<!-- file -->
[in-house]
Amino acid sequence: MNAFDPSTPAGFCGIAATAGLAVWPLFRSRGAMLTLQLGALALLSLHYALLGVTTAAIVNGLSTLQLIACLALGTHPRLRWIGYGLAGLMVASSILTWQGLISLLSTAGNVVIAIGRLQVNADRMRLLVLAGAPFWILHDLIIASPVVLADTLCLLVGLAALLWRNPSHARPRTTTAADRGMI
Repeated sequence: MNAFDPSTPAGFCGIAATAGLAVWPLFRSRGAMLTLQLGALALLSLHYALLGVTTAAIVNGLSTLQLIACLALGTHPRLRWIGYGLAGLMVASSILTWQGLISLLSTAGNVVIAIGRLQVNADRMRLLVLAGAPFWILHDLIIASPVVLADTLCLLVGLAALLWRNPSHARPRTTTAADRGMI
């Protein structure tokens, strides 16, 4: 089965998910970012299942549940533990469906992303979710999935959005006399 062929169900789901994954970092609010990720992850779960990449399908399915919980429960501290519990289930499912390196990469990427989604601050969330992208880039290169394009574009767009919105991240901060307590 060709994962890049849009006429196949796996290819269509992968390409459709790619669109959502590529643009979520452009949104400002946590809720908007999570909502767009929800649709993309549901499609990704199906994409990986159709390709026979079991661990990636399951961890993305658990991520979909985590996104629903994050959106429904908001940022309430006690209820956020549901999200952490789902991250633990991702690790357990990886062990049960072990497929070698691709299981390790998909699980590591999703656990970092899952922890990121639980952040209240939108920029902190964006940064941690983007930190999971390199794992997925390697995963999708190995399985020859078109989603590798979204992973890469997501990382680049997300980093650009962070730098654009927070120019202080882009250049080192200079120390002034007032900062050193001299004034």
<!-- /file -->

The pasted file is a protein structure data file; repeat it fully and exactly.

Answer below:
[in-house]
Amino acid sequence: MNAFDPSTPAGFCGIAATAGLAVWPLFRSRGAMLTLQLGALALLSLHYALLGVTTAAIVNGLSTLQLIACLALGTHPRLRWIGYGLAGLMVASSILTWQGLISLLSTAGNVVIAIGRLQVNADRMRLLVLAGAPFWILHDLIIASPVVLADTLCLLVGLAALLWRNPSHARPRTTTAADRGMI
Repeated sequence: MNAFDPSTPAGFCGIAATAGLAVWPLFRSRGAMLTLQLGALALLSLHYALLGVTTAAIVNGLSTLQLIACLALGTHPRLRWIGYGLAGLMVASSILTWQGLISLLSTAGNVVIAIGRLQVNADRMRLLVLAGAPFWILHDLIIASPVVLADTLCLLVGLAALLWRNPSHARPRTTTAADRGMI
């Protein structure tokens, strides 16, 4: 089965998910970012299942549940533990469906992303979710999935959005006399 062929169900789901994954970092609010990720992850779960990449399908399915919980429960501290519990289930499912390196990469990427989604601050969330992208880039290169394009574009767009919105991240901060307590 060709994962890049849009006429196949796996290819269509992968390409459709790619669109959502590529643009979520452009949104400002946590809720908007999570909502767009929800649709993309549901499609990704199906994409990986159709390709026979079991661990990636399951961890993305658990991520979909985590996104629903994050959106429904908001940022309430006690209820956020549901999200952490789902991250633990991702690790357990990886062990049960072990497929070698691709299981390790998909699980590591999703656990970092899952922890990121639980952040209240939108920029902190964006940064941690983007930190999971390199794992997925390697995963999708190995399985020859078109989603590798979204992973890469997501990382680049997300980093650009962070730098654009927070120019202080882009250049080192200079120390002034007032900062050193001299004034």